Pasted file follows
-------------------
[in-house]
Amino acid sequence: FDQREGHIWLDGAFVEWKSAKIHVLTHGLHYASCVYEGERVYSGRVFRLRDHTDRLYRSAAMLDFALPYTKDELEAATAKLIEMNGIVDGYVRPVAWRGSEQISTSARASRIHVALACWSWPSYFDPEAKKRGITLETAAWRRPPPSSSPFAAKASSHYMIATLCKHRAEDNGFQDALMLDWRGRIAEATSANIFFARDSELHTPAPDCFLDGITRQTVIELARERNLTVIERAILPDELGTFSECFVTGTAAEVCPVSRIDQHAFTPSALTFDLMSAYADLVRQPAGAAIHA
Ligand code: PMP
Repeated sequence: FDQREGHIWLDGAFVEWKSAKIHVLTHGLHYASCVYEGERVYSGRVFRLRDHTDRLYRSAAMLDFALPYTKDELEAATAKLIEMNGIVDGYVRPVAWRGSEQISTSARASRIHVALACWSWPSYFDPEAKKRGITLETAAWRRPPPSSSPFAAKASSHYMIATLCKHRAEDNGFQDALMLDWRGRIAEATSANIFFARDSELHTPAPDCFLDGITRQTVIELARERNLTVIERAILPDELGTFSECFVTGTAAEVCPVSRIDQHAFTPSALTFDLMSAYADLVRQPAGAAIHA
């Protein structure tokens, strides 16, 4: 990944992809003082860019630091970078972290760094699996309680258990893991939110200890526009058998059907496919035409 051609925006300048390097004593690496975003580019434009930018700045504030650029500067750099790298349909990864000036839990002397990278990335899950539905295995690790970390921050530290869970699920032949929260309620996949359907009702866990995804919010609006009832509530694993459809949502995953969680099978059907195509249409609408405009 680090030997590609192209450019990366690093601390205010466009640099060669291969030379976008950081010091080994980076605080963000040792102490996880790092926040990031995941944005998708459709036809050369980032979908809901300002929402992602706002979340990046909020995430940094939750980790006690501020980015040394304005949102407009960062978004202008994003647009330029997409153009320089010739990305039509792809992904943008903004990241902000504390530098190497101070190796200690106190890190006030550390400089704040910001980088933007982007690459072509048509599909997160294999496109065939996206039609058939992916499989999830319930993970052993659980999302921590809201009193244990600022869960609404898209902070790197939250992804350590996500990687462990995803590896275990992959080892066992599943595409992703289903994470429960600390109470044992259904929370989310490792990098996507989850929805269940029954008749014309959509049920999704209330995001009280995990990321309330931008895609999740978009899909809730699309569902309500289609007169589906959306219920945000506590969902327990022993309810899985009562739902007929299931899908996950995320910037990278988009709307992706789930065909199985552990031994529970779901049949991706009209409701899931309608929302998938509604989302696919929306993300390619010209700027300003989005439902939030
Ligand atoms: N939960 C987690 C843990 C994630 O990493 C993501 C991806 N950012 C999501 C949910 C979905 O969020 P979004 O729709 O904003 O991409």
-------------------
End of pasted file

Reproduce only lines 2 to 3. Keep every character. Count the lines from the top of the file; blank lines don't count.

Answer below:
Amino acid sequence: FDQREGHIWLDGAFVEWKSAKIHVLTHGLHYASCVYEGERVYSGRVFRLRDHTDRLYRSAAMLDFALPYTKDELEAATAKLIEMNGIVDGYVRPVAWRGSEQISTSARASRIHVALACWSWPSYFDPEAKKRGITLETAAWRRPPPSSSPFAAKASSHYMIATLCKHRAEDNGFQDALMLDWRGRIAEATSANIFFARDSELHTPAPDCFLDGITRQTVIELARERNLTVIERAILPDELGTFSECFVTGTAAEVCPVSRIDQHAFTPSALTFDLMSAYADLVRQPAGAAIHA
Ligand code: PMP